How remembering to eat your celery could halt memory loss
A taste for celery is one that many people never acquire, but scientists have just given them a reason to eat it.
They have discovered that a chemical found in high concentrations in celery – and in peppers – could halt memory loss as we get older.
The U.S. researchers say the plant compound luteolin reduces inflammation in the brain, which is associated with ageing and its related memory problems, by halting the release of molecules that cause the inflammation.
The team from the University of Illinois studied the effects of luteolin on the brains and behaviour of young mice aged three to six months and older ones aged two years.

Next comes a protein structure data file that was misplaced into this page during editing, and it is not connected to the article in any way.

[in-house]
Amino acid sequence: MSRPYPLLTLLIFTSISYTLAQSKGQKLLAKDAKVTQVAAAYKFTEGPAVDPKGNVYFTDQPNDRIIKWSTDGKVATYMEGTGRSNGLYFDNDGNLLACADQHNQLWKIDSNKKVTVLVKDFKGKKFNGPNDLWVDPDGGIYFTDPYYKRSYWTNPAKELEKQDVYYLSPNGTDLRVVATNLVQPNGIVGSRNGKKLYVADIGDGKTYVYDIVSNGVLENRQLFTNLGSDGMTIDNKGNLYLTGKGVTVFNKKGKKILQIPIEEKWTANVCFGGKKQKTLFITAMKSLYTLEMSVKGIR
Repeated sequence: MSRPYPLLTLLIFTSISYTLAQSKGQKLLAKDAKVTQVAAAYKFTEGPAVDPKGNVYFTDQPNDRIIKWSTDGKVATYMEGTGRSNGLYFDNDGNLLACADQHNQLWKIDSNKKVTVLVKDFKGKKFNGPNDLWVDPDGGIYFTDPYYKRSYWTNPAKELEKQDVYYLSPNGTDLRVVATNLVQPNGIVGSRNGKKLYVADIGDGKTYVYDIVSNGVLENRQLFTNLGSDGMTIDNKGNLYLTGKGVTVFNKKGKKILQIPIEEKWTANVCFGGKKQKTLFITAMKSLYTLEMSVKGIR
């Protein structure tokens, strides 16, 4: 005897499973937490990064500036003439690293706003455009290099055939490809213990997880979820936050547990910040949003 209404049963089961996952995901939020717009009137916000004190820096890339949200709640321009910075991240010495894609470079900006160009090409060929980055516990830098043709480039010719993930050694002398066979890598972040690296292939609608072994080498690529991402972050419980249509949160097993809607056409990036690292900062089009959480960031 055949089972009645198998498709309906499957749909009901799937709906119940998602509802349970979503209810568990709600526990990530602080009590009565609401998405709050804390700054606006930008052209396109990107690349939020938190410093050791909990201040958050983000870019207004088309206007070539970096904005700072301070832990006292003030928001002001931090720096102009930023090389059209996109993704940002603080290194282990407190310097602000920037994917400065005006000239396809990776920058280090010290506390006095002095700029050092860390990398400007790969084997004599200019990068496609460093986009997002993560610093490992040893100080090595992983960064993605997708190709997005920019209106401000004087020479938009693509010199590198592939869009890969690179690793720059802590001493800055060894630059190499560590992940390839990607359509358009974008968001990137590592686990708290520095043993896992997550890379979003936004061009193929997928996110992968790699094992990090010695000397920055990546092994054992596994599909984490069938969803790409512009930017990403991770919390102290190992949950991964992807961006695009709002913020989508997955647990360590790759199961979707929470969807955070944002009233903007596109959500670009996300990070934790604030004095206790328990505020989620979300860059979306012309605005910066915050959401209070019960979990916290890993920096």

Mice typically live between two and three years. The mice were fed a controlled diet or a luteolin-supplemented diet for four weeks.
Normally older mice have higher levels of brain inflammation and fare less well in memory tests than younger adult mice.
But the scientists, whose research was published yesterday in the Journal of Nutrition, found that older mice on the luteolin-supplemented diet did better in learning and memory tasks than their peers.
Their levels of brain inflammation matched those of the younger adult mice.
Professor Rodney Johnson, who led the research, said: ‘The data suggests that consuming a healthy diet has the potential to reduce age-associated inflammation in the brain, which can result in better cognitive health.’